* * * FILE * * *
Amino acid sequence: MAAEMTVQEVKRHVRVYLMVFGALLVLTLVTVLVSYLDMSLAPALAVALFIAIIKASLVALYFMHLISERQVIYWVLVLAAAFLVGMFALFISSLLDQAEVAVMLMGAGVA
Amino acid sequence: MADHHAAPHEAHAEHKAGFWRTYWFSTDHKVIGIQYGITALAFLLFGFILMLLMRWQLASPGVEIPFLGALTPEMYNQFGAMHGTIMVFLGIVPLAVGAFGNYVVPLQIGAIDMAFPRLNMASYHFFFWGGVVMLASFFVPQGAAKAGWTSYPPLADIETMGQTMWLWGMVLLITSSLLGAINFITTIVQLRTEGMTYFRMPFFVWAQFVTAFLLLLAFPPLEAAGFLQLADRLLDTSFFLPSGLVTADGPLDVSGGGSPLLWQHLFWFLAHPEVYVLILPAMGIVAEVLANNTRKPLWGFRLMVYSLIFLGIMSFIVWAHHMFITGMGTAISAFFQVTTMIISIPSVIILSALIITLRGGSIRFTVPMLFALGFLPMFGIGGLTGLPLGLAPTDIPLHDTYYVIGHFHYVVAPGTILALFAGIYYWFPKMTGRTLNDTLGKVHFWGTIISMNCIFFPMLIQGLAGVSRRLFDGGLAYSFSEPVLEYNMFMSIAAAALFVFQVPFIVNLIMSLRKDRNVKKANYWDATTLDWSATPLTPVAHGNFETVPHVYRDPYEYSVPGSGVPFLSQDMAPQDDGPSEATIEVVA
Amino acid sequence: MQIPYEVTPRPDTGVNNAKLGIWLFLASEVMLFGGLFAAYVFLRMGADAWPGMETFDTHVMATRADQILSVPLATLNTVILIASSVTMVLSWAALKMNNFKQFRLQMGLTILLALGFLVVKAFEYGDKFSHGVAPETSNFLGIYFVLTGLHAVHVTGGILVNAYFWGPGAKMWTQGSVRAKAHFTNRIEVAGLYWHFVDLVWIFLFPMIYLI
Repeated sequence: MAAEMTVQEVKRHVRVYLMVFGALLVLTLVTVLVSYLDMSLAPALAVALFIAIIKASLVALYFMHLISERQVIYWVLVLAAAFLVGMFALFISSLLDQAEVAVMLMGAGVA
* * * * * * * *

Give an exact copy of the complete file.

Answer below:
Amino acid sequence: MAAEMTVQEVKRHVRVYLMVFGALLVLTLVTVLVSYLDMSLAPALAVALFIAIIKASLVALYFMHLISERQVIYWVLVLAAAFLVGMFALFISSLLDQAEVAVMLMGAGVA
Amino acid sequence: MADHHAAPHEAHAEHKAGFWRTYWFSTDHKVIGIQYGITALAFLLFGFILMLLMRWQLASPGVEIPFLGALTPEMYNQFGAMHGTIMVFLGIVPLAVGAFGNYVVPLQIGAIDMAFPRLNMASYHFFFWGGVVMLASFFVPQGAAKAGWTSYPPLADIETMGQTMWLWGMVLLITSSLLGAINFITTIVQLRTEGMTYFRMPFFVWAQFVTAFLLLLAFPPLEAAGFLQLADRLLDTSFFLPSGLVTADGPLDVSGGGSPLLWQHLFWFLAHPEVYVLILPAMGIVAEVLANNTRKPLWGFRLMVYSLIFLGIMSFIVWAHHMFITGMGTAISAFFQVTTMIISIPSVIILSALIITLRGGSIRFTVPMLFALGFLPMFGIGGLTGLPLGLAPTDIPLHDTYYVIGHFHYVVAPGTILALFAGIYYWFPKMTGRTLNDTLGKVHFWGTIISMNCIFFPMLIQGLAGVSRRLFDGGLAYSFSEPVLEYNMFMSIAAAALFVFQVPFIVNLIMSLRKDRNVKKANYWDATTLDWSATPLTPVAHGNFETVPHVYRDPYEYSVPGSGVPFLSQDMAPQDDGPSEATIEVVA
Amino acid sequence: MQIPYEVTPRPDTGVNNAKLGIWLFLASEVMLFGGLFAAYVFLRMGADAWPGMETFDTHVMATRADQILSVPLATLNTVILIASSVTMVLSWAALKMNNFKQFRLQMGLTILLALGFLVVKAFEYGDKFSHGVAPETSNFLGIYFVLTGLHAVHVTGGILVNAYFWGPGAKMWTQGSVRAKAHFTNRIEVAGLYWHFVDLVWIFLFPMIYLI
Repeated sequence: MAAEMTVQEVKRHVRVYLMVFGALLVLTLVTVLVSYLDMSLAPALAVALFIAIIKASLVALYFMHLISERQVIYWVLVLAAAFLVGMFALFISSLLDQAEVAVMLMGAGVA